A new book for the global Middle Ages
The medieval period - broadly conceived from the Fall of Rome to the Reformation, in a European setting - has laid the foundations for the long European and Middle Eastern history of voyaging, colonialism, and expansion: the Papal embassies that took over one year of overland travel to reach Mongolia, Ibn Battuta’s thirty years of voyaging to Africa and East Asia, or the arrival of European colonialism, through Christopher Columbus, in the Americas, to name a few momentous instances. Medieval travel writing, in particular, has contributed many of the most widely studied narratives in European literary history, including John Mandeville’s Travels, Boccaccio’s Decameron, Marco Polo’s voyage account, or Chaucer’s Canterbury Tales.
A Global History of Medieval Travel Writing: European Perspectives, edited by Sebastian Sobecki and contracted by Cambridge University Press, will be published in 2024. This will be the first pan-European, Middle Eastern, and global guide through the bewildering maze of early travel narratives. Each chapter will be written by a leading specialist in their geographical area. At the same time, the geographical scope of this collection, with chapters on travel writing produced by Persian, Arabic, and Chinese writers, among others, will challenge Western periodisation and the term ‘medieval’. Using the dates 1200 and 1550 CE as boundaries for a global period of intercultural and intercontinental contact, the volume (despite its combined European and Middle Eastern centre) will not attempt to interpret ‘medieval’ beyond marking a chronological spectrum.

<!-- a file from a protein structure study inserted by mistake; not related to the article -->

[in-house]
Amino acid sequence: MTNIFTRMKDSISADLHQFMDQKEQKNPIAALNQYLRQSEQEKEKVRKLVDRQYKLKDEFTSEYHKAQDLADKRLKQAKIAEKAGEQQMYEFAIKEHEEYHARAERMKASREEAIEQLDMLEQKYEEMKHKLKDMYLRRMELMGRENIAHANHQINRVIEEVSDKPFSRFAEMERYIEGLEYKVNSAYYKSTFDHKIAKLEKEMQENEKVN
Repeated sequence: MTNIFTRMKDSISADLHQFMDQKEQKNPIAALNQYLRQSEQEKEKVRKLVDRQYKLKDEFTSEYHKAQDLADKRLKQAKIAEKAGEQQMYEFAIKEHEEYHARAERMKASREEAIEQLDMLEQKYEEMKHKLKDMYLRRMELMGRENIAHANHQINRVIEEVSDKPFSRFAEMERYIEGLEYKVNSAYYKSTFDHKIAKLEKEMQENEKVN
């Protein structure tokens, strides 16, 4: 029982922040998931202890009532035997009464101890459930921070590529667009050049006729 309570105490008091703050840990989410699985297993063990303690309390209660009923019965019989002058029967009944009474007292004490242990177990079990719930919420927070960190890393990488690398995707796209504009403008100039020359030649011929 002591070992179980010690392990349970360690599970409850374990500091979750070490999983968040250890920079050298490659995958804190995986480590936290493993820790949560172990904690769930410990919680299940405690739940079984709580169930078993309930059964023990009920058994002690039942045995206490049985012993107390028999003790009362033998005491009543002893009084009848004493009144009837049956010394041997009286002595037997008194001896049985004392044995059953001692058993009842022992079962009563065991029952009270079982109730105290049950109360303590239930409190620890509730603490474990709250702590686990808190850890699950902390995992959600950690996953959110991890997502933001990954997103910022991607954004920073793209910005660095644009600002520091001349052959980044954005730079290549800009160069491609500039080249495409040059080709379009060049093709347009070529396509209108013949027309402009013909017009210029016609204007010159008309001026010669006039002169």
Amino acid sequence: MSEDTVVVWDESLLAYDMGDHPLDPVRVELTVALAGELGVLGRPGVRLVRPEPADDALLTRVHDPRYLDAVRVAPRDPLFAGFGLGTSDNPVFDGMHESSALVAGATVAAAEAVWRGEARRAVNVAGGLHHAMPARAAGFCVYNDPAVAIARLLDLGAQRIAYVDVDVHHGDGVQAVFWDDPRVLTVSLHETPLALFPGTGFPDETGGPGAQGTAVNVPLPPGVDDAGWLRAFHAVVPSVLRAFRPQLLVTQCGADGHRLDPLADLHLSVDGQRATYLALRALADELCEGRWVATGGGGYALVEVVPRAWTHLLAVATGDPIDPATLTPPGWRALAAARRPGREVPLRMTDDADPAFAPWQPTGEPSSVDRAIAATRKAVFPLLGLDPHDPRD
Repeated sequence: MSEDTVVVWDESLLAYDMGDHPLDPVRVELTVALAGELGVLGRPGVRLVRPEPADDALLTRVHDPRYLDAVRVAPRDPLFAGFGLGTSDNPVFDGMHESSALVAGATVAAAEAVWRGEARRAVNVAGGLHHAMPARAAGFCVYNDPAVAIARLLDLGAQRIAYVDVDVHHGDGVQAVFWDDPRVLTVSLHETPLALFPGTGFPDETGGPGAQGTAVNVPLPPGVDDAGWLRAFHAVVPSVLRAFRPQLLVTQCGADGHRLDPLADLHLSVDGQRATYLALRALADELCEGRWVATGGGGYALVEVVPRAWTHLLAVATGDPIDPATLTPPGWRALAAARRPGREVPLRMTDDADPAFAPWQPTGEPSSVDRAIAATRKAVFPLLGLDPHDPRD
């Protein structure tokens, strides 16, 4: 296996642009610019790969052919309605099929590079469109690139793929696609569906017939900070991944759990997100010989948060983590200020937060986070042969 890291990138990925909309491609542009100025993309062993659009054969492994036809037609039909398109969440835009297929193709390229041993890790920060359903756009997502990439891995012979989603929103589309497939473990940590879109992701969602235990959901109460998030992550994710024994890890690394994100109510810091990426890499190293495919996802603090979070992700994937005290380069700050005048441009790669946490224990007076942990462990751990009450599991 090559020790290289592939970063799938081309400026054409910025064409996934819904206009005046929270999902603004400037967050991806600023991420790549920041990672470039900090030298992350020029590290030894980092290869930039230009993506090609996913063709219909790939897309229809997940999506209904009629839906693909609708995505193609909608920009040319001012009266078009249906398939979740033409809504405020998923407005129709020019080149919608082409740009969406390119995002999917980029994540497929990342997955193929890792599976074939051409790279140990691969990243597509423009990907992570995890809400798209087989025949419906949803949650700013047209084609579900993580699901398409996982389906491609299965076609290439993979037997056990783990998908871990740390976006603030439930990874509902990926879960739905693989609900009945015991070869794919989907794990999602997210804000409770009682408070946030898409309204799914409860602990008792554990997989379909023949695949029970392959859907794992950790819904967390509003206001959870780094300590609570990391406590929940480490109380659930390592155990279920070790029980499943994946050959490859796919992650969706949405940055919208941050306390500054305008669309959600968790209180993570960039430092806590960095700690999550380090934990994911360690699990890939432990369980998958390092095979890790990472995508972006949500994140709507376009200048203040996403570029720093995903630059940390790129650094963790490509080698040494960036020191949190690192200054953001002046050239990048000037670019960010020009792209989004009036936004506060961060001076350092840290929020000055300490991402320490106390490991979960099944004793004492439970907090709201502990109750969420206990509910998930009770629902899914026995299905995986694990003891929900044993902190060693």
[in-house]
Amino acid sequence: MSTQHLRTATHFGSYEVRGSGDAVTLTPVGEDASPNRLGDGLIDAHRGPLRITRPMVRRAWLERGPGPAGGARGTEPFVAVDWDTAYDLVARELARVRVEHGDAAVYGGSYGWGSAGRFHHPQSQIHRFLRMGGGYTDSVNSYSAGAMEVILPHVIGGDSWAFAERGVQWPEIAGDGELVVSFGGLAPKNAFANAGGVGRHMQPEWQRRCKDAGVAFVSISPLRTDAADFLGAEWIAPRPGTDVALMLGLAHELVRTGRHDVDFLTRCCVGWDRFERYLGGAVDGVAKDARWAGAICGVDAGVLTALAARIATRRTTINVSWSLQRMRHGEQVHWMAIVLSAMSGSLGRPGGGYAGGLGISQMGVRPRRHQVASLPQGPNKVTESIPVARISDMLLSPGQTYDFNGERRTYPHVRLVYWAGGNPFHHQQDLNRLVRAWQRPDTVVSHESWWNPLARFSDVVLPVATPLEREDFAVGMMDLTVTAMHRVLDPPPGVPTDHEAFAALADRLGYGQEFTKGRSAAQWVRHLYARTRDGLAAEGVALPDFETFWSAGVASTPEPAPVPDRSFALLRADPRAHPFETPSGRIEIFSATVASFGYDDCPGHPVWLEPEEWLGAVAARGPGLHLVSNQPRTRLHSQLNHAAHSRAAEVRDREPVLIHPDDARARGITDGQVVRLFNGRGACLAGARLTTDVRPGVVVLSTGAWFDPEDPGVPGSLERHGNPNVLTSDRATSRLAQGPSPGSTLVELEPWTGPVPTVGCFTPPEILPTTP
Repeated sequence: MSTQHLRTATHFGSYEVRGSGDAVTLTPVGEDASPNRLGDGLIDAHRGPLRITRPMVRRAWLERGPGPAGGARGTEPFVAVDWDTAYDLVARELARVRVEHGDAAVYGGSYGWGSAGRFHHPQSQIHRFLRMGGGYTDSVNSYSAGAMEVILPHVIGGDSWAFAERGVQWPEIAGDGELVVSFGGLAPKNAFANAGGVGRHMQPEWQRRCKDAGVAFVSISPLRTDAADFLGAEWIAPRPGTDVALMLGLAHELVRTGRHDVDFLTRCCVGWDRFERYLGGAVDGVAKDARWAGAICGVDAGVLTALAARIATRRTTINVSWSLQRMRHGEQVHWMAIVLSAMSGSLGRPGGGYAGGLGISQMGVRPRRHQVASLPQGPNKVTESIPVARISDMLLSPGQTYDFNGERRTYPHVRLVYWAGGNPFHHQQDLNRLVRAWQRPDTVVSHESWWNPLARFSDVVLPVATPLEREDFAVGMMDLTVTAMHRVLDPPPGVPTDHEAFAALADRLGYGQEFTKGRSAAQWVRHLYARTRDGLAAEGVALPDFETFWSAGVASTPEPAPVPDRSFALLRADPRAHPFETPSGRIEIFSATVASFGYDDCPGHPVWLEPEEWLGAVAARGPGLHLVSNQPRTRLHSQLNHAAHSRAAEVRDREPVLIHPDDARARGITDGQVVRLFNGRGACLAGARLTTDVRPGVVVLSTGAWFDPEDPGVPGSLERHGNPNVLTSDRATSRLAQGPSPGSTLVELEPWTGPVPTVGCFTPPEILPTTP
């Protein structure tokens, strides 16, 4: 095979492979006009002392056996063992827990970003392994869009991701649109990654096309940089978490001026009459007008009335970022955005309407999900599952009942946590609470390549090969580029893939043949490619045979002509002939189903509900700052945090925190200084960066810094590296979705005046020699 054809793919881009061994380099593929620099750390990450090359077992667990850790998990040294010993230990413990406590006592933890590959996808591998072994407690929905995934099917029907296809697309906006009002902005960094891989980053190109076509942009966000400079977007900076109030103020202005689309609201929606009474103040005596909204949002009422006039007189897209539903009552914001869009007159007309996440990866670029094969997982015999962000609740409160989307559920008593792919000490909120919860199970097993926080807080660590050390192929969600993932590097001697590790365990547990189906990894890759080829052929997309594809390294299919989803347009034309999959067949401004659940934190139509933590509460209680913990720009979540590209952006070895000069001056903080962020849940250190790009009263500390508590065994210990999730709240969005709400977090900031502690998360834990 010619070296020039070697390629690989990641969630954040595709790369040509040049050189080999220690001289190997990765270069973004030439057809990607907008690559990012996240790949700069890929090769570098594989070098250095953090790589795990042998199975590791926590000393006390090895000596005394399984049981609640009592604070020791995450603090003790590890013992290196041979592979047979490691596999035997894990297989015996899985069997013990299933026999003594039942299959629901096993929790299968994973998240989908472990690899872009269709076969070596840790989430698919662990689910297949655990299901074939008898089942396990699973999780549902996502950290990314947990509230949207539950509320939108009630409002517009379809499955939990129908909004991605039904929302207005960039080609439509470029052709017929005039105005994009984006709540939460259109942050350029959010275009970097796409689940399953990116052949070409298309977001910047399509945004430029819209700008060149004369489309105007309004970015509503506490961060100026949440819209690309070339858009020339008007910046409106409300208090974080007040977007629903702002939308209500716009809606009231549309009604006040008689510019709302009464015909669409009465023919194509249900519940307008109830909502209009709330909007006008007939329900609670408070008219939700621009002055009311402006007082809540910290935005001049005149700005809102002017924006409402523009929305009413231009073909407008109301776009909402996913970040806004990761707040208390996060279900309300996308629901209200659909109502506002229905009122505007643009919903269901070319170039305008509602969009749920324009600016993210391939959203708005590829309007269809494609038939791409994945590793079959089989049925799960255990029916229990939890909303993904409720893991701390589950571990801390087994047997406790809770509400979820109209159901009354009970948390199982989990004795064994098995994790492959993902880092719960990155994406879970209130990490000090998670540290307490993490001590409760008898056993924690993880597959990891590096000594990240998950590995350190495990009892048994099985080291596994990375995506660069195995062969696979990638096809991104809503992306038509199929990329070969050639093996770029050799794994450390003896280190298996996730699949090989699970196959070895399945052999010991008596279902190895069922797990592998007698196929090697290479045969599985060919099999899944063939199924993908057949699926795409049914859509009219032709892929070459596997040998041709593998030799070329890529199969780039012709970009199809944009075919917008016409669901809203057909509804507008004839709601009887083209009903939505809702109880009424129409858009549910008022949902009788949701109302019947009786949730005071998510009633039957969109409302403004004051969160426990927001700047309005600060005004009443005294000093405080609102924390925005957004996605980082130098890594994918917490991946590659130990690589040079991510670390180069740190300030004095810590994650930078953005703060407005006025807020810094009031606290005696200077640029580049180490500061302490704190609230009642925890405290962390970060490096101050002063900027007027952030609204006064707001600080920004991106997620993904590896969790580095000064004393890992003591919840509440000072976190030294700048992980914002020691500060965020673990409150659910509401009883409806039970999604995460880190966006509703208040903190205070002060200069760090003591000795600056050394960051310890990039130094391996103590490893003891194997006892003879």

Individual chapters will pay particular attention to questions of gender, manuscript transmission, and language choice and multilingualism. 

The book will be prefaced by a substantial introduction to medieval travel writing, with maps of Europe, the Middle East, Asia, and the Atlantic. Next follows Part 1 - Contexts, a thematic section with 10 chapters that cut across periods and regions, covering such topics as geography in late Antiquity, women travellers, race, or manuscripts. 
The organising principle behind the 28 chapters in the book's central section, Part 2 - Traditions, is one of comprehensive geography, structured by 6 regions: the Nordic World and the British Isles; France, Italy, and Iberia; the Empire and Central Europe; Poland-Lithuania, Rus', and Byzantium; Africa and the Middle East; and Asia and the Americas. Each of the geographical chapters in the main body of the volume will have a primary focus on travel accounts produced by travellers from this region or texts that were commonly read and copied in this region and a secondary focus on voyages made to the region under discussion. Significant centres of pilgrimage, such as Rome, Jerusalem, and Mecca, will receive their own chapters. An Afterword will close the book.
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